Recent evidence indicates that muscle ischemia and activation of the muscle chemoreflex are the principal stimuli to sympathetic nerve activity (SNA) during isometric exercise. We postulated that physical training would decrease muscle chemoreflex stimulation during isometric exercise and thereby attenuate the SNA response to exercise. We investigated the effects of 6 wk of unilateral handgrip endurance training on the responses to isometric handgrip (IHG: 33% of maximal voluntary contraction maintained for 2 min). In eight normal subjects the right arm underwent exercise training and the left arm sham training. We measured muscle SNA (peroneal nerve), heart rate, and blood pressure during IHG before vs. after endurance training (right arm) and sham training (left arm). Maximum work to fatigue (an index of training efficacy) was increased by 1,146% in the endurance-trained arm and by only 40% in the sham-trained arm. During isometric exercise of the right arm, SNA increased by 111 +/- 27% (SE) before training and by only 38 +/- 9% after training (P less than 0.05). Endurance training did not significantly affect the heart rate and blood pressure responses to IHG. We also measured the SNA response to 2 min of forearm ischemia after IHG in five subjects. Endurance training also attenuated the SNA response to postexercise forearm ischemia (P = 0.057). Sham training did not significantly affect the SNA responses to IHG or forearm ischemia. We conclude that endurance training decreases muscle chemoreflex stimulation during isometric exercise and thereby attenuates the sympathetic nerve response to IHG.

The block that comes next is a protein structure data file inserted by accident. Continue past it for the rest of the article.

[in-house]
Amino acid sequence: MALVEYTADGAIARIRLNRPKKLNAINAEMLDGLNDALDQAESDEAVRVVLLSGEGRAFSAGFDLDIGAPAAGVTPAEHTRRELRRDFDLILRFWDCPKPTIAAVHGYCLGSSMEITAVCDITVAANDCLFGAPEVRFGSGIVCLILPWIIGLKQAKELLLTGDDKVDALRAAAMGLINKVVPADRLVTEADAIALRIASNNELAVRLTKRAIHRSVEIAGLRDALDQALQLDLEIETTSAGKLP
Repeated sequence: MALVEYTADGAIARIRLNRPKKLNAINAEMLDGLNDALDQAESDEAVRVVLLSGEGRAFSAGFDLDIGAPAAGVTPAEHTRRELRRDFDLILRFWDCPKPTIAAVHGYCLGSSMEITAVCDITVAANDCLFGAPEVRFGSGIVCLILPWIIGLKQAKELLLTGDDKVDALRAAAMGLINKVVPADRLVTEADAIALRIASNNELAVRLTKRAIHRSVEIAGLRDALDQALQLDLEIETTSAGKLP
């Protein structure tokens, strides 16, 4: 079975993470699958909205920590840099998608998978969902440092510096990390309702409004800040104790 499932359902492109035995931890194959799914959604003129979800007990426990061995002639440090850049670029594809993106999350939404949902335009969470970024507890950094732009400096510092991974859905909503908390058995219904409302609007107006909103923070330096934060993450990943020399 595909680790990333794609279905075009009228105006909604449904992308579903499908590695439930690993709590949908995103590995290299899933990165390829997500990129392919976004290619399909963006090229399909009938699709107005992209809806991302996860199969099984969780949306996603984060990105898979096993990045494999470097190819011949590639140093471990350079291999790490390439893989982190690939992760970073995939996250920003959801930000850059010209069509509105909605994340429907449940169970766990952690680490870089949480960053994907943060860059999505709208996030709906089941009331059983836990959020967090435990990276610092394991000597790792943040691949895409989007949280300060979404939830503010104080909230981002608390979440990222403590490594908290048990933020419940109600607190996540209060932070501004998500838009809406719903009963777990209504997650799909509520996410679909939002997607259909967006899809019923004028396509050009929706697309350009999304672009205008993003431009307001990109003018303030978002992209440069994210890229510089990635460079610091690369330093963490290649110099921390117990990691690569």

- Copyright © 1992 the American Physiological Society